Overall, the PEV in T2 broad-band scores predicted from T1 broad-band scores (Total Problems, Internalising and Externalising) was comparable to the PEV in these scores predicted by T1 syndromes. In intra-informant analyses, one T1 syndrome dominated the predictive relations. In the CBCL/YABCL analysis, T1 Social Problems was a strong predictor of T2 Total Problems and most other syndromes. Similarly, in the YSR/YASR analysis T1 self-reported Anxious/Depressed scores were predictive not only for Anxious/Depressed and Internalising scores but also for Somatic Complaints, Aggressive Behavior and Total Problems.


The present study is one of the first to report on standardised longitudinal assessment of a broad range of problems in a clinical sample spanning from childhood into adulthood, using multiple informants at initial and follow-up assessments. Response to follow-up wash high (68.9%) in the present study, compared with similar studies by Aumiller et al (1981) and Stanger et al (1996) : 52% and 63.7%, respectively.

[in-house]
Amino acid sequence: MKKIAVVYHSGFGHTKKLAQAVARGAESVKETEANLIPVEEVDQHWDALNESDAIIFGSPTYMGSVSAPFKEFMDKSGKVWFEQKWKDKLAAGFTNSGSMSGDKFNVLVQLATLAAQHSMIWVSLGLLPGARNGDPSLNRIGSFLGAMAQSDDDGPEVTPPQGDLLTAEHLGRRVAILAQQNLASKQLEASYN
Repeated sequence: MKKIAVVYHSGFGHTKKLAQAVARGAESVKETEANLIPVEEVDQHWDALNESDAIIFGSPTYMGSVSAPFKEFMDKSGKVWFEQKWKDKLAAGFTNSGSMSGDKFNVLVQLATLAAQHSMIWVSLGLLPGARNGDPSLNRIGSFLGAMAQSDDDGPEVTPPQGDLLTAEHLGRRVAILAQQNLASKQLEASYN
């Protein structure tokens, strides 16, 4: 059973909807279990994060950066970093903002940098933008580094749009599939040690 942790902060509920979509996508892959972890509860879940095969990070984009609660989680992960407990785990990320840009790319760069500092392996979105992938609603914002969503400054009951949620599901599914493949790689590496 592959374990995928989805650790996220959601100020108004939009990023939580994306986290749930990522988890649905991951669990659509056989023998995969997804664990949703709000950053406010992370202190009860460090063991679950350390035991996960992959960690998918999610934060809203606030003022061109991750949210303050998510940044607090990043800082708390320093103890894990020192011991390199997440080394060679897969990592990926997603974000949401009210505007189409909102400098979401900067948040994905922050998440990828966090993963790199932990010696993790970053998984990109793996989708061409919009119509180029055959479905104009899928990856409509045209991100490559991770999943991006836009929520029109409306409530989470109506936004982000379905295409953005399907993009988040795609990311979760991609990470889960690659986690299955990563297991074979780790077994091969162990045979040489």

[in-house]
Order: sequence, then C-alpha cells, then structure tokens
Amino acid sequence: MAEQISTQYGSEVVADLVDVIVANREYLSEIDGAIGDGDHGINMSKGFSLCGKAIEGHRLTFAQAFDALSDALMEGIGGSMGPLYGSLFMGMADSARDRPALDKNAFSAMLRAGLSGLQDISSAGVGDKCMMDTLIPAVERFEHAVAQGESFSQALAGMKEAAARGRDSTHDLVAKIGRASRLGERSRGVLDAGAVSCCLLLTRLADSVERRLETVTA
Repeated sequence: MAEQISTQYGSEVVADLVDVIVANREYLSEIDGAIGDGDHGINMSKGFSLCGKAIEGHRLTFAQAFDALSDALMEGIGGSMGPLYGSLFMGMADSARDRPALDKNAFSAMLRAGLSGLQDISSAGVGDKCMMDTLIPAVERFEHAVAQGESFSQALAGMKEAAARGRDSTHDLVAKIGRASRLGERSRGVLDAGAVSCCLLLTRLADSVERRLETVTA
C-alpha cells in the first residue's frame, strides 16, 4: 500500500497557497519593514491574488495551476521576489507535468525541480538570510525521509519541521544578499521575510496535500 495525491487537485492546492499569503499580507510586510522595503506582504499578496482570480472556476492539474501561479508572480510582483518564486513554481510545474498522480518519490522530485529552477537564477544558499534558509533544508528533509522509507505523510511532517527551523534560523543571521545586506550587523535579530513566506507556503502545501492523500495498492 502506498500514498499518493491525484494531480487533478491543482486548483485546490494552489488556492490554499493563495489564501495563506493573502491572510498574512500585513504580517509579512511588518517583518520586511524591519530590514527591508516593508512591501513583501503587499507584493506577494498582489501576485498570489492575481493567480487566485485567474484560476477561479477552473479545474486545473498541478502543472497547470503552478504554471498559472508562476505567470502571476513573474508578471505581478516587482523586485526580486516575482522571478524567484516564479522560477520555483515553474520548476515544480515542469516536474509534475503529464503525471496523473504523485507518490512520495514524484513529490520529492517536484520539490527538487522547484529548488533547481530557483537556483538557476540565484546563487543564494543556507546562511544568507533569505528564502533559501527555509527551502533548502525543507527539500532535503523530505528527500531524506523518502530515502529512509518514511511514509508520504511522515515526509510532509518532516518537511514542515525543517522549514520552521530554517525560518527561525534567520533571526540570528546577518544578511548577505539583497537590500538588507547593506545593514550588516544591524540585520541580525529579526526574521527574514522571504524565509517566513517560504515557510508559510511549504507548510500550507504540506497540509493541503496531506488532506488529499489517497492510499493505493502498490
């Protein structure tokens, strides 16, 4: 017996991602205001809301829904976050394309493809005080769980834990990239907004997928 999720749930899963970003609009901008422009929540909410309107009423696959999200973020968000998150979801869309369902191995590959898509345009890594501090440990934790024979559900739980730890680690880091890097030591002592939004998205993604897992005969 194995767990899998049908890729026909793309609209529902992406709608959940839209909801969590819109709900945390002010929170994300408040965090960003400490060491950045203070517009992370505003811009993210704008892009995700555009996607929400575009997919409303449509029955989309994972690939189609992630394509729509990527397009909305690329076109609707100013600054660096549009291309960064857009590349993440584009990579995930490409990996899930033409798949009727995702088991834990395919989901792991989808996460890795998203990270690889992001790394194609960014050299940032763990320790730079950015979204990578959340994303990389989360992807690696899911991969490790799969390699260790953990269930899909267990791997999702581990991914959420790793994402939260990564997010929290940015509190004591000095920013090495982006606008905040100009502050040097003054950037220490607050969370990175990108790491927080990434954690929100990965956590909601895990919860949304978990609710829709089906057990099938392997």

Stability of different problem patterns from youth into adulthood was found to be strong over a mean follow-up interval of 10.5 years for males and females, and across different informants. In addition, substantial specificity in the prediction of psychopathology was found (i.e. young adult problem behaviour in most cases was predicted by corresponding problem behaviour in childhood or adolescence). Length of follow-up interval did not influence the stability or prediction of psychopathology consistently. These findings indicate strong continuity of behavioural and emotional problems in clinically referred children and adolescents, and suggest a high likelihood of future problems and poor outcome.